KEN SARO-WIWA'S days as a campaigner for the right to self-determination of the Ogoni people in oil-rich southeast Nigeria appear to be over, at least while Gen. Sani Abacha remains in power.
A special tribunal in the south coastal city of Port Harcourt on Tuesday sentenced him and three others to death for ''counselling and procuring'' the savage murder of four Ogoni chiefs last May.
The sentence of death by hanging handed down by three Army-appointed judges must be approved by head of state Abacha's ruling military council, which is facing a storm of protest from Western governments and environmental groups over the severity of the sentences and the alleged injustice of the trial.
Despite Abacha's pledge on Oct. 1 to create democratic structures and hand over power in 1998, the two-year-old Army regime's treatment of dissenters has grown increasingly harsh. At the same time Abacha wants to avoid the international disapproval turning into economic sanctions.
Under Mr. Saro-Wiwa's charismatic leadership, Ogoni demands for self-determination and a fair share of oil revenues turned into a movement for secession and posed a serious challenge to the federal government's control of Nigeria's oil wealth.
Saro-Wiwa was known as a popular writer until 1990 when he transformed the Movement for the Survival of the Ogoni People (MOSOP) into an internationally recognized campaign for minority rights. He became president of MOSOP and of the Ethnic Minority Rights Organization of Africa, and received praise and awards from the international environmental groups.
The Ogoni are one of 20 ethnic groups who make up the 6 million people living in the Niger delta who do not control a single Nigerian state and have little influence over national politics. This oil-producing area provides over 90 percent of the country's exports and 80 percent of government revenue, but has received little benefit from the mineral wealth.
It has also suffered environmental damage from oil operations. In the Niger delta, towns and villages lacks electricity, fresh water, roads, and public clinics.
In 1992, the Ogoni leaders gave an ultimatum to the government and the oil companies to pay $10 billion in royalties and compensation for pollution or leave. In 1993 there were clashes with the oil companies, who have stopped all operations in Ogoni, and a series of attacks on Ogoni villages, which Saro-Wiwa says were the work of the Army.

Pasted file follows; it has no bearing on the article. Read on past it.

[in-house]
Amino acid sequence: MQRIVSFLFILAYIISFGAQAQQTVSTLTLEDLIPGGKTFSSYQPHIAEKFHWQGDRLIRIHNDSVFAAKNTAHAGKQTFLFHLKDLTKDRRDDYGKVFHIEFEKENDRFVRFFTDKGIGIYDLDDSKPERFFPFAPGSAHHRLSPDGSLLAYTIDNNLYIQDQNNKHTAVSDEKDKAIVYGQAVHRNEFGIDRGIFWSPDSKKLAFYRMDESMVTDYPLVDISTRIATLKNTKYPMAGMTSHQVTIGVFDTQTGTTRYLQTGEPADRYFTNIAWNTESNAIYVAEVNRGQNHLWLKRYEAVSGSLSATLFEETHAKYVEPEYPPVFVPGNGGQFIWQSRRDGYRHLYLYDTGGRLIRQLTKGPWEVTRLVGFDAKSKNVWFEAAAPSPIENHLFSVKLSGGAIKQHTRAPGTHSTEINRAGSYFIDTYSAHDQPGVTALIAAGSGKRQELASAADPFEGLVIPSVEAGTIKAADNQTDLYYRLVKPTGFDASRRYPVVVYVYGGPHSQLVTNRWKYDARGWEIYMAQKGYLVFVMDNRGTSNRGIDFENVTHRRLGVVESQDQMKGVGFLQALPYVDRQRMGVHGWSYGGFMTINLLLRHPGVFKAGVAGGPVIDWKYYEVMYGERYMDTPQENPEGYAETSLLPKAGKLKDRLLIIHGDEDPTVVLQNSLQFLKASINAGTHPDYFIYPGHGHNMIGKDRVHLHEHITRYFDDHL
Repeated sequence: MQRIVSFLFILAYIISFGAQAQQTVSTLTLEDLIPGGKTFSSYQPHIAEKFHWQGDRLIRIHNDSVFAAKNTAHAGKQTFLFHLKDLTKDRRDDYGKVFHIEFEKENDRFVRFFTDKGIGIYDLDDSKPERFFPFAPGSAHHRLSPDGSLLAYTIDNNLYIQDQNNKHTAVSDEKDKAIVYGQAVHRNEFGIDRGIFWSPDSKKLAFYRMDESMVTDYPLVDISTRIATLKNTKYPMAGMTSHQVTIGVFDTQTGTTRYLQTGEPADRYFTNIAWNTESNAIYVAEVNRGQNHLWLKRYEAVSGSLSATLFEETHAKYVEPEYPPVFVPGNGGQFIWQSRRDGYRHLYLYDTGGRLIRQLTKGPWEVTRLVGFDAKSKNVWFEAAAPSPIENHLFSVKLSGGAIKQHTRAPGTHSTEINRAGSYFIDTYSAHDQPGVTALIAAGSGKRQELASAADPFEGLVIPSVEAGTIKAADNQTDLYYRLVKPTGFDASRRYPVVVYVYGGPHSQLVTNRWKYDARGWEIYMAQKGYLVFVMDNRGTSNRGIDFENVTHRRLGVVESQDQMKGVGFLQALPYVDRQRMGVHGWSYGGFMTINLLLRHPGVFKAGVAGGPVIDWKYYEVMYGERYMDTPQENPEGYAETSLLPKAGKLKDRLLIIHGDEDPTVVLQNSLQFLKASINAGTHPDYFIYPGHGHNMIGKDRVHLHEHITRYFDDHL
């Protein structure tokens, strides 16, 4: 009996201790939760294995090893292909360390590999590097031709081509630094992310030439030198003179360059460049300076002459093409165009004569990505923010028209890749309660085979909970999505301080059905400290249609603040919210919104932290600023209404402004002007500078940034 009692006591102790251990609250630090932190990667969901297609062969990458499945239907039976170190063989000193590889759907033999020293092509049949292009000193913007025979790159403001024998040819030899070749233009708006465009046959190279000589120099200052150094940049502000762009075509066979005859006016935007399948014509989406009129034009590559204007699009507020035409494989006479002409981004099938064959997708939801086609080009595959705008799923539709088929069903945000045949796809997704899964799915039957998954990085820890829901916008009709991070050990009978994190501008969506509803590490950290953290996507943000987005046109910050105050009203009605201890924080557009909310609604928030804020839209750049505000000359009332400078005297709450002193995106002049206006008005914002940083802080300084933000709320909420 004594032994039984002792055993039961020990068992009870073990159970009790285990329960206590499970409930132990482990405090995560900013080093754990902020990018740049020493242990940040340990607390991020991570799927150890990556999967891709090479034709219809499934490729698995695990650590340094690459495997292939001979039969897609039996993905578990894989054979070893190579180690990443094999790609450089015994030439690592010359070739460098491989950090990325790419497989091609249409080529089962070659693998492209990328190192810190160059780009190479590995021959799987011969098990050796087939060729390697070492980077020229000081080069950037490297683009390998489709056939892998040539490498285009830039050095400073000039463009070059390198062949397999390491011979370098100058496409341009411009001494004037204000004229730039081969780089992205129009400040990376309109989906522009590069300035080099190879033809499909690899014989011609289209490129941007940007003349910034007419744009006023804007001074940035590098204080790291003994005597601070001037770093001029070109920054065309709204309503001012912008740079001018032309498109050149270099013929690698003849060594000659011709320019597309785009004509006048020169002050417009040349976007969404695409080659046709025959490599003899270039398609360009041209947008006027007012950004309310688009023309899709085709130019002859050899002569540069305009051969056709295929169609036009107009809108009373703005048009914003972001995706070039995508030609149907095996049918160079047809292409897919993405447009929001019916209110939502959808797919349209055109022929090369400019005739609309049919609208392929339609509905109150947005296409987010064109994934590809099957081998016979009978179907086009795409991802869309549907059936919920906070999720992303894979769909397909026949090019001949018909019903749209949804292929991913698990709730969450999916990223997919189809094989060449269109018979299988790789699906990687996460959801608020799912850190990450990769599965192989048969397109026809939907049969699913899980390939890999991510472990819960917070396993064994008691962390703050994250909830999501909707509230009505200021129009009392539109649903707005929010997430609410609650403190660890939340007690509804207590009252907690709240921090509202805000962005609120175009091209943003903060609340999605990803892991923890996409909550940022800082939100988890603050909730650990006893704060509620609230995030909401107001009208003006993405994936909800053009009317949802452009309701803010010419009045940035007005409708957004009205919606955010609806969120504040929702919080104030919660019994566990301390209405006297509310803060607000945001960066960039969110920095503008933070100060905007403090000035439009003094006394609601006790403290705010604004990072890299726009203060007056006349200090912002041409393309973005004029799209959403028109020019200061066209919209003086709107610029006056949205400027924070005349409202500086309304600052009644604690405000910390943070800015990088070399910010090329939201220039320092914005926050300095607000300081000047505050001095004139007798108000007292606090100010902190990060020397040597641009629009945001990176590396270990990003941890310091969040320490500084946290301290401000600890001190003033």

Big foreign oil companies have tightened security amid concerns they could face a backlash over the death sentences, the Associated Press reported Thursday.
Saro-Wiwa's hard-line approach caused bitter divisions with moderate traditional rulers in Ogoniland, including the four who were murdered, who had advocated dialogue to get a better deal. The youth wing of Saro-Wiwa's movement sparked a riot that led to the murder of the four chiefs.
A British lawyer for the human rights group Article 19, observing the trial earlier this year, concluded that the special tribunal was biased in favor of the prosecution. He said that the evidence against Saro-Wiwa from a parallel trial of another nine accused of the same murders amounted to double jeopardy.
''Events and proceedings leading up to the trial [and] conviction of the Ogoni leaders expose the fact that the trials were flawed from the beginning,'' the Constitutional Rights Project (CRP) said in a statement in Lagos after Tuesday's verdict.
''We deplore the death sentences passed on Ken Saro-Wiwa and his co-defendants following a flawed judicial process,'' said a British Foreign Office spokesman in London on Tuesday. ''We urge the Provisional Ruling Council to commute these sentences.''
British opposition parties have called for sanctions against Nigeria, which became independent from Britain in 1960. Earlier this year Britain's overseas aid minister Lynda Chalker said she doubted whether Nigeria would be welcome at the summit meeting in Auckland this month of the Commonwealth, comprised of Britain and its former colonies, who have pledged to uphold democracy and civil rights among the members.
Of the Commonwealth's African members, the only remaining military regimes are in Nigeria and the tiny nations of Sierra Leone and Gambia, which have received military aid from Nigeria. ''I earnestly hope that this sentence will not be carried out,'' said Commonwealth Secretary-General Emeka Anyaoku, who is a Nigerian.
Abacha shows little sign of interest in the Commonwealth. The regime is more concerned by a possible embargo on Nigeria's oil exports or a freeze on the offshore personal assets of leaders of the regime.
Here the US and the European Union hold the keys. The US buys half of Nigeria's oil, and Spain and Germany much of the rest. The Nigerian generals and the civilians in the Nigerian government have traditionally invested their offshore wealth in Britain and other parts of Europe.